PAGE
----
Mifune on My Mind – Random Notes

Film Forum in New York City recently held a four-week retrospective of Toshiro Mifune films, 33 in all. I’ve loved Mifune on screen for years, so this series was like a gift. I’d seen many of the titles being shown and have nearly as many on DVD, but the opportunity of seeing them again on a theater screen was too great to pass up. I ended up seeing 15 of the films in the series, including a documentary on Mifune’s career. The following Film Forum trailer is an excellent collection of clips from his films.

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In 1984, the Japan Society here also had a Mifune retrospective, showing 40 films over eight weekends from March 7 to April 29, with Mifune in attendence at the start. I attended as many screenings as I could. The night before the official opening of the series there was a benefit with plenty of celebrities on hand, including Lee Marvin, with whom Mifune had co-starred  in John Boorman’s Hell in the Pacific (1968), and Robert De Niro, seen with Mifune in the photo below.

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That benefit was above my pay grade, but I was there the following night to see Yojimbo (1961). It was either that night or the next that I encountered Mifune himself in the lobby of the Japan Society. I’d gotten there very early to pick up my ticket. People hadn’t started to arrive yet, so the lobby was basically empty. I was talking with the person at the ticket desk when I saw that Mifune had entered with a Japanese woman who I think was his translator. This was a surreal moment for me. Not being able to speak Japanese, I probably stammered something like, “Mifune-sama,” and attempted a bow, undoubtedly inept. It still made my day. I remember that he was shorter than I am, and I’m only 5′ 8″. I expected he’d be taller. But he was Toshiro Mifune, so what did it matter? Not having a camera with me that night, the closest I could come to a picture of myself with him was this shot taken several days later next to a photo in the lobby that he’d autographed.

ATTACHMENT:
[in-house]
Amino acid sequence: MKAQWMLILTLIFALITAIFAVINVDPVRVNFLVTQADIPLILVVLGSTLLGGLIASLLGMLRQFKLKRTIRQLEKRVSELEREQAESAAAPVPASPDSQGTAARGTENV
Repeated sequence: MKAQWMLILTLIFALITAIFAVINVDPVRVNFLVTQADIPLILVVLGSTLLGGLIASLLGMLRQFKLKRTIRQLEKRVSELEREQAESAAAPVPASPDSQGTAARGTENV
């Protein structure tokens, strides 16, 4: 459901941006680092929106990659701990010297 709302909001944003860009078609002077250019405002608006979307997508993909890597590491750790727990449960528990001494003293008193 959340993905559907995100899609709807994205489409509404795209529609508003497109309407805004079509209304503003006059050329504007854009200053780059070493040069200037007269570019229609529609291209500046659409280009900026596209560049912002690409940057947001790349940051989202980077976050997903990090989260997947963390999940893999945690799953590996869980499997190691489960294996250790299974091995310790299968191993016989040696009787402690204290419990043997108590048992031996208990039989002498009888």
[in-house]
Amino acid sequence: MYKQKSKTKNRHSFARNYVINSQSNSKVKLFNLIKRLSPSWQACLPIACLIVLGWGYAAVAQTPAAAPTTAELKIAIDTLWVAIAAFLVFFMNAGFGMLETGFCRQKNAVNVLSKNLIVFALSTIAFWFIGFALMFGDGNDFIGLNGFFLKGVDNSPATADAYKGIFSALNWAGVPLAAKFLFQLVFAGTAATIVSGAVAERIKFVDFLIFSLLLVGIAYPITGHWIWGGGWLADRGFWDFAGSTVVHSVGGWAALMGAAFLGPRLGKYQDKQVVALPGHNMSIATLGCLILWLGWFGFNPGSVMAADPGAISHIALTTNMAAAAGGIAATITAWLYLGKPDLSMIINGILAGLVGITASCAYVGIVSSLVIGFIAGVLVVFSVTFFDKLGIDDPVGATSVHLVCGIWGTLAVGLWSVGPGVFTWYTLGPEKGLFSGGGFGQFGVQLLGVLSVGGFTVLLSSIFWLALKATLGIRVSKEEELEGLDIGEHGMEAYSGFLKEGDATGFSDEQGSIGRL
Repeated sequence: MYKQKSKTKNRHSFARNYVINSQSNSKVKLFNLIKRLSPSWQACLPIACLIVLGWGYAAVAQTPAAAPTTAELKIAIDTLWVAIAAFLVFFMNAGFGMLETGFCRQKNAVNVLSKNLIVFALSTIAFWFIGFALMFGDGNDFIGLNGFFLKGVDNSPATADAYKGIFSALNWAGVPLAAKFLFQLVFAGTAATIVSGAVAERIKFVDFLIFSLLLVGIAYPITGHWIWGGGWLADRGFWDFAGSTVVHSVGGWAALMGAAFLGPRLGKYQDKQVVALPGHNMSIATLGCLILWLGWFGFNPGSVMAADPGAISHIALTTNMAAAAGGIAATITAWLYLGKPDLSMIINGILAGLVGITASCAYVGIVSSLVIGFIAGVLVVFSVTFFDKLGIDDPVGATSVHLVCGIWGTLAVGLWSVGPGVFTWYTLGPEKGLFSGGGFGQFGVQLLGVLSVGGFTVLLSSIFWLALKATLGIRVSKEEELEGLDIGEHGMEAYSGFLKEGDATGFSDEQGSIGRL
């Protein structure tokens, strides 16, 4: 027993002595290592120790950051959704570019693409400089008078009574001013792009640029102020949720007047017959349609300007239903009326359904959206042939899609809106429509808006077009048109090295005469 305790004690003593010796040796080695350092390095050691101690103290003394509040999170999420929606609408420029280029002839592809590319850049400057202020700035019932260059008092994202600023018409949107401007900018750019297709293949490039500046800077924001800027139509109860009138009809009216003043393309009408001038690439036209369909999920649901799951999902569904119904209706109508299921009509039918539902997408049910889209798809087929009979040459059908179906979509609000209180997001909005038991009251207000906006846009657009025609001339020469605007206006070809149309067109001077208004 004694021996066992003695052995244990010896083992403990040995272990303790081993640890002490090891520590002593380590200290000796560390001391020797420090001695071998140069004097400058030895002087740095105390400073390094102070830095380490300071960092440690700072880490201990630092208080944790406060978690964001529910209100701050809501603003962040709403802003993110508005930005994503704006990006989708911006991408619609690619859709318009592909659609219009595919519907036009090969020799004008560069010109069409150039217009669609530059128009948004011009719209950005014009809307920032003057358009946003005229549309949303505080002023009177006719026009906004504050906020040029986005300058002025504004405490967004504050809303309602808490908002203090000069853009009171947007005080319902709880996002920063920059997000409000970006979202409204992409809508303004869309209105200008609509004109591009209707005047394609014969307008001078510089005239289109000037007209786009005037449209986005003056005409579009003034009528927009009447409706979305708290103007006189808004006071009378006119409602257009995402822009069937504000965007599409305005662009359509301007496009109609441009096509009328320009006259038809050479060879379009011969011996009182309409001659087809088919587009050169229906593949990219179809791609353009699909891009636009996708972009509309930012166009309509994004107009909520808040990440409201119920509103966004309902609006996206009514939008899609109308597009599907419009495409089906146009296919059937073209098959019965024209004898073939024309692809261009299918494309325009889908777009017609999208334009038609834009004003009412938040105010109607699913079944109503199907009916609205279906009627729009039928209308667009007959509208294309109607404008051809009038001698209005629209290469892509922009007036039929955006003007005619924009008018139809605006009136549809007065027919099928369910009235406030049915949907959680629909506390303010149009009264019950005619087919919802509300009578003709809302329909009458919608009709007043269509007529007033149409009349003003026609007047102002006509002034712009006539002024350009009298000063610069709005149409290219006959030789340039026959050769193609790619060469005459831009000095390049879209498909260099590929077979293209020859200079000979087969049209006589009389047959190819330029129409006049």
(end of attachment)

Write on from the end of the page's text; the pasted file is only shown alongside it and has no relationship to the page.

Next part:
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Mifune made 16 films with director Akira Kurosawa, all of which were shown in the Film Forum series. The importance of this collaboration cannot be over-estimated. It brings to mind the films that Martin Scorsese and Robert De Niro have made together. Here are some shots of Mifune and Kurosawa both on-set and off.

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Scenes and posters, clips and quotes from Mifune’s films with Kurosawa.

Seven Samurai (1954)

The scenes below take place during the final battle in the rain. Mifune is crouched at left in the first shot, and is at lower right in the second. This battle lasts approximately 25 minutes on screen. It’s simply spectacular.

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High and Low (1963)  This is one of my favorite films, an intense police procedural based on Ed McBain’s novel King’s Ransom. It’s really extraordinary.

 

 

 

 

 

 

 

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Yojimbo (1961)  Who doesn’t love this film?

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Sanjuro (1962)

The final showdown with frequent Mifune co-star, Tatsuya Nakadai. Guess I should raise a spoiler alert, but this is really something. Mifune is especially good in the moments after the duel.

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Drunken Angel (1948)  Mifune’s first film with Kurosawa, in which he plays a tubercular gangster treated by an alcoholic doctor, played by his frequent co-star, Takashi Shimura. His final film with Kurosawa would be the epic Red Beard (1965). In Something Like an Autobiography (1983), Kurosawa wrote this about Mifune in Drunken Angel: